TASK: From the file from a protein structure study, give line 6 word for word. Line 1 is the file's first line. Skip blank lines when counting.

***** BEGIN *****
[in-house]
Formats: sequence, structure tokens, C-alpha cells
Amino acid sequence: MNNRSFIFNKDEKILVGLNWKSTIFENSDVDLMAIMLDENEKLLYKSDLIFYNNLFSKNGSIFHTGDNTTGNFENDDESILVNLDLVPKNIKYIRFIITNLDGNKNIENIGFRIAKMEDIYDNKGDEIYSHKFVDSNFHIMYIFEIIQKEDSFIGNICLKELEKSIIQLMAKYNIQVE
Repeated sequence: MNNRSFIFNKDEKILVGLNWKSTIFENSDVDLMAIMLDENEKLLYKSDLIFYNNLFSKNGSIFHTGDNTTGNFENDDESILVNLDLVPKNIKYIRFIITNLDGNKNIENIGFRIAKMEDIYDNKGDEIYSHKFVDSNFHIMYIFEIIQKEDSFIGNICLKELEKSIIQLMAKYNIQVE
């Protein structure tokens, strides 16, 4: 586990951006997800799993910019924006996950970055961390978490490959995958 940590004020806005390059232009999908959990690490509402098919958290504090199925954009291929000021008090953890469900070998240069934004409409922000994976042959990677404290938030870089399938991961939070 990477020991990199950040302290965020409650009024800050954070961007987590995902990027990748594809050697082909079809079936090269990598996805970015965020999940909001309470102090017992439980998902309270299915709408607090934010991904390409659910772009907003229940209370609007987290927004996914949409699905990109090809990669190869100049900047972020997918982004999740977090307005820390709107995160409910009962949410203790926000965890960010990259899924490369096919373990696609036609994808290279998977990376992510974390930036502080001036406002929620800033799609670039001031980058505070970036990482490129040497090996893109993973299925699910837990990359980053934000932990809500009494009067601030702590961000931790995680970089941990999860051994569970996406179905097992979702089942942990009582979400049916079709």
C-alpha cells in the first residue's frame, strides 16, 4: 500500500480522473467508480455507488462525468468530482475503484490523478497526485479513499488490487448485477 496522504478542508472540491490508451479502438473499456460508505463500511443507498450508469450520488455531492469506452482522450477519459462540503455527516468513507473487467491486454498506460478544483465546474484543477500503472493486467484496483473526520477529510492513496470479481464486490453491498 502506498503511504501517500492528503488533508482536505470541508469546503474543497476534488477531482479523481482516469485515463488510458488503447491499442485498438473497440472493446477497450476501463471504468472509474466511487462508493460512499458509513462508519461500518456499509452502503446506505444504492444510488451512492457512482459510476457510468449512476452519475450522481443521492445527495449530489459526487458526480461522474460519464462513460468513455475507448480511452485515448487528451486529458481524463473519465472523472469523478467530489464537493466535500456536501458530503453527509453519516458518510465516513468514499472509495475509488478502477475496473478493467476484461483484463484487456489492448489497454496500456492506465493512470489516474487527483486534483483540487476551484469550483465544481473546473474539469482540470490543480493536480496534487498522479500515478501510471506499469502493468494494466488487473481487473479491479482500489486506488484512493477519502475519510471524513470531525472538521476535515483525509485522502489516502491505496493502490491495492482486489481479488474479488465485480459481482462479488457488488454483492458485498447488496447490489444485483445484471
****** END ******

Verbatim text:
C-alpha cells in the first residue's frame, strides 16, 4: 500500500480522473467508480455507488462525468468530482475503484490523478497526485479513499488490487448485477 496522504478542508472540491490508451479502438473499456460508505463500511443507498450508469450520488455531492469506452482522450477519459462540503455527516468513507473487467491486454498506460478544483465546474484543477500503472493486467484496483473526520477529510492513496470479481464486490453491498 502506498503511504501517500492528503488533508482536505470541508469546503474543497476534488477531482479523481482516469485515463488510458488503447491499442485498438473497440472493446477497450476501463471504468472509474466511487462508493460512499458509513462508519461500518456499509452502503446506505444504492444510488451512492457512482459510476457510468449512476452519475450522481443521492445527495449530489459526487458526480461522474460519464462513460468513455475507448480511452485515448487528451486529458481524463473519465472523472469523478467530489464537493466535500456536501458530503453527509453519516458518510465516513468514499472509495475509488478502477475496473478493467476484461483484463484487456489492448489497454496500456492506465493512470489516474487527483486534483483540487476551484469550483465544481473546473474539469482540470490543480493536480496534487498522479500515478501510471506499469502493468494494466488487473481487473479491479482500489486506488484512493477519502475519510471524513470531525472538521476535515483525509485522502489516502491505496493502490491495492482486489481479488474479488465485480459481482462479488457488488454483492458485498447488496447490489444485483445484471